Saks is in the midst of being acquired by Hudson's Bay for $2.9 billion cash. The deal, which was announced on July 29, has a 40-day "go-shop" period for Saks to solicit alternative proposals. The company said it does not expect to get a better offer, though Deutsche Bank analyst Paul Trussell said, "The fact that the deal price of $16 is near the low-end of what we considered a likely takeout price will fuel continued speculation of a stronger bid emerging in the coming weeks."
A brighter spot
If there is a bright spot in the retail landscape, it may be among the home improvement and home furnishing retailers. Thanks to a rejuvenated housing market, many analysts expect the sector to turn in a relatively strong earnings performance. Investors will get earnings reports from the world's largest home improvement retailer, Home Depot, on Tuesday, and on Wednesday will hear from its rival Lowe's as well as home goods retailer Williams-Sonoma, which owns brands Pottery Barn and West Elm.
In addition to the expected sales lift from consumers spending on home improvement, Home Depot's management said deferred garden sales in the first quarter will materialize in the second quarter.
On its first-quarter earnings call, Home Depot had said May sales were "great."
In a note to investors, Barclays' Alan Rifkin said, "Although wet weather in some areas of the country likely had a modest negative impact on second-quarter comps, we are still confident that the ongoing housing recovery, and to a lesser extent, Hurricane Sandy related-activity, likely provided support to same-store sales."
Analysts are expecting Home Depot to report fiscal second-quarter earnings of $1.21 per share on revenue of $21.8 billion. Same-store sales are expected to be a strong 6.9 percent improvement over second-quarter 2012.
Ahead of Home Depot's earnings release, Canaccord Genuity's Laura Champine upgraded shares of Lowe's to hold from sell, citing a belief that consumers will spend more on their homes as home prices continue to increase.
JPMorgan analyst Christopher Horvers is slightly more bullish in his Lowe's upgrade, issuing an overweight recommendation from neutral.
In addition to the improving trends in housing, Horvers said that while the company's execution has lagged over the last few years "our channel work indicates [Lowe's] is improving execution … as it goes back to basics with more hours, better in stocks, more cohesive management and an overall back-to-basics approach to the business."
In aggregate, analysts expect Lowe's to report quarterly earnings of 79 cents a share on $15.07 billion in revenue. Same-store sales are expected to increase by 5.2 percent.
Investors should be prepared for disappointing earnings reports from teen retailers Aeropostale and American Eagle, after both warned that same-stores sales are expected decline 15 percent and 7 percent, respectively. KeyBanc's Ed Yruma downgraded Aeropostale shares to underweight from hold, due to increasing near-term pressure. At least six analysts lowered earnings estimates and price targets for American Eagle after the warnings.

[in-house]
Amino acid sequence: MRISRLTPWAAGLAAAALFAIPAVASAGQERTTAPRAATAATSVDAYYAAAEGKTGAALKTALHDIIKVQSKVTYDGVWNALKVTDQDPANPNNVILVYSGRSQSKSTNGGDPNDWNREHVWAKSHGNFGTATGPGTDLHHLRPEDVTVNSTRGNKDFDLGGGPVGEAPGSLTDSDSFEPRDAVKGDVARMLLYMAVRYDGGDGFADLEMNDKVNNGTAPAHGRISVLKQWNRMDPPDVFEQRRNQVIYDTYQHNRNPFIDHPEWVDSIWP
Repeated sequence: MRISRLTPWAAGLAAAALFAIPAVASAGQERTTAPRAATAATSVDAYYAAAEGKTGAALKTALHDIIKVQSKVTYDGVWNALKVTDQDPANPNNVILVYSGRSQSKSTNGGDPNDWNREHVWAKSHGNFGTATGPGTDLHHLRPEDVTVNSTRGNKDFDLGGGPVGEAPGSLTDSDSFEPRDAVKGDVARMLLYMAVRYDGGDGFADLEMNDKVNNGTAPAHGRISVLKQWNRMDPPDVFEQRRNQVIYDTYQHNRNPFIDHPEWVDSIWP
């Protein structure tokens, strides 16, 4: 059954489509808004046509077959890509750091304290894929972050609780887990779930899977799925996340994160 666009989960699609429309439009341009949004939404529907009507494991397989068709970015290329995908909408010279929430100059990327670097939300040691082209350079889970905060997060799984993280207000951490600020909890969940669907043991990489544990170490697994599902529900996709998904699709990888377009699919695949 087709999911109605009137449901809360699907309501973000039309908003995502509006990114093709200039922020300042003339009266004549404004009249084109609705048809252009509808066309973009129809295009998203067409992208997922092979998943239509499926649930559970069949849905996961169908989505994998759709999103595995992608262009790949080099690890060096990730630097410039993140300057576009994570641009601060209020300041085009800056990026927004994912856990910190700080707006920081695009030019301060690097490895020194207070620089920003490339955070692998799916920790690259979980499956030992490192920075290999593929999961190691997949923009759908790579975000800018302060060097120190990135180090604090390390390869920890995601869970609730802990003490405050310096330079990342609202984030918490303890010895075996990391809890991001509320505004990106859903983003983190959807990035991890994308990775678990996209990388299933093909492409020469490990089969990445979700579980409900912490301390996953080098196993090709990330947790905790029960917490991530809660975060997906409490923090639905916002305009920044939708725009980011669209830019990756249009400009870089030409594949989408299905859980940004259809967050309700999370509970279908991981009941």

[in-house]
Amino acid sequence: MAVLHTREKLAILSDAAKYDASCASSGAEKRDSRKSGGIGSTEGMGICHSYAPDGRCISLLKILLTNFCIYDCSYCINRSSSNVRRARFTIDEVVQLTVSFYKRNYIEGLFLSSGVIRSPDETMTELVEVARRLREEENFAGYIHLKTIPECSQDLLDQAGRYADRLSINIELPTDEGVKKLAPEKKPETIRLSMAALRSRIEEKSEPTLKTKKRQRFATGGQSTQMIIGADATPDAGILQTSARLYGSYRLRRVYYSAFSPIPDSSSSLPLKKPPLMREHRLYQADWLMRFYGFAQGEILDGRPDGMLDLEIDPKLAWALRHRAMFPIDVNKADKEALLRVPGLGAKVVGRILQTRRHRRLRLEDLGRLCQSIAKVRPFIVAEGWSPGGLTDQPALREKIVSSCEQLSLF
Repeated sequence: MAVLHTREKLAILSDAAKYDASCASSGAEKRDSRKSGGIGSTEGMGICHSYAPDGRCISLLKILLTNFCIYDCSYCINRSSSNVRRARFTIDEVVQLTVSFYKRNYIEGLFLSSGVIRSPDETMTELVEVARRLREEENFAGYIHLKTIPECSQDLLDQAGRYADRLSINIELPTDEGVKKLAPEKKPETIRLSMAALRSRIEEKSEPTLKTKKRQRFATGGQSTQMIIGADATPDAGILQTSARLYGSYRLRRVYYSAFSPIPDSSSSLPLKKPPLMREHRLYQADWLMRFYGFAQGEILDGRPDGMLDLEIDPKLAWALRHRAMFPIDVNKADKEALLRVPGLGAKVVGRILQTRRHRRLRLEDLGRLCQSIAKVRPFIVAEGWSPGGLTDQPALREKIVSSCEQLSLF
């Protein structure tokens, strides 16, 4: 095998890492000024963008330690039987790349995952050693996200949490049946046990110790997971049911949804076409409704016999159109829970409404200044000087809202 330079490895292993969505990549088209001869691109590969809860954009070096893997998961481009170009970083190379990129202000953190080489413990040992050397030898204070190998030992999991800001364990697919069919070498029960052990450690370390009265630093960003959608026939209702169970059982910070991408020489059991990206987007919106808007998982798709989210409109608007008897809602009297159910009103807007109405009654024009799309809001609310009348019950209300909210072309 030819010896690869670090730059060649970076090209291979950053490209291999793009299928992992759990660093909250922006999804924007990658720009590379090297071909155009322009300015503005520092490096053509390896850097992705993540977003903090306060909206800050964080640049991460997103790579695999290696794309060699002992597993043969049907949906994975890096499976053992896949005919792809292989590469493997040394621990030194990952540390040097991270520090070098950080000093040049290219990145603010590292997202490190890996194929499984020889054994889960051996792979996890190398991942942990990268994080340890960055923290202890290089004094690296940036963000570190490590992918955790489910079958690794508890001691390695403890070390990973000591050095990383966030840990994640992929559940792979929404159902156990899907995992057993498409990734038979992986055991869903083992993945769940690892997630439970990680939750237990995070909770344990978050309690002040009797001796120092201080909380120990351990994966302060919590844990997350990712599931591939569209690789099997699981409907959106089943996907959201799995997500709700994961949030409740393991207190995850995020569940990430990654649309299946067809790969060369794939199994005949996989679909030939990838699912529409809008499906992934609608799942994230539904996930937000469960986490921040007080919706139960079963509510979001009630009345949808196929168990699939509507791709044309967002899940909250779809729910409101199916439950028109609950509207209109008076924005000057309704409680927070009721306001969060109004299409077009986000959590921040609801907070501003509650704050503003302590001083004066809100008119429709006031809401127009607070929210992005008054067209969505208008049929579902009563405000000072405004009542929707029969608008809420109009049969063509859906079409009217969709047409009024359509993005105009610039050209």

Some believe that competitor Abercrombie & Fitch will report better results, though the focus may be more on the progress made in correcting its inventory. Jefferies recently hosted an interactive panel with teens and young adults discussing how and where they shop, favorite and lesser preferred brands and the impact of social media on spending. According to Jefferies analyst Randal Konik, Abercrombie & Fitch and its Hollister brand are among the less popular brands for its targeted teenage/young adult demographic, which certainly bodes poorly for the back-to-school and holiday shopping seasons.
Conversely, Urban Outfitters made the list for preferred brands for everyday clothing on the Jefferies' teen panel, as it did at a teen panel at Piper Jaffray's consumer conference earlier this summer. Analysts are looking for Urban Outfitters to report earnings of 48 cents a share on revenue of $768.1 million, with an enviable 8.2 percent same-store sales growth.
… And there's more
While there is concentrated attention on the above retail groups and companies, there are still many other notable reports expected this week including: big box retailers Target and Best Buy, specialty retailers Ann, Gap, L Brands and Children's Place, off-price retailers TJX, Ross Stores and Big Lots and sporting goods retailers Dick's Sporting Goods, Foot Locker and Hibbbett Sports. Teen retailer The Buckle also reports earnings on Thursday.
—By CNBC's Courtney Reagan. Follow her on Twitter @CourtReagan.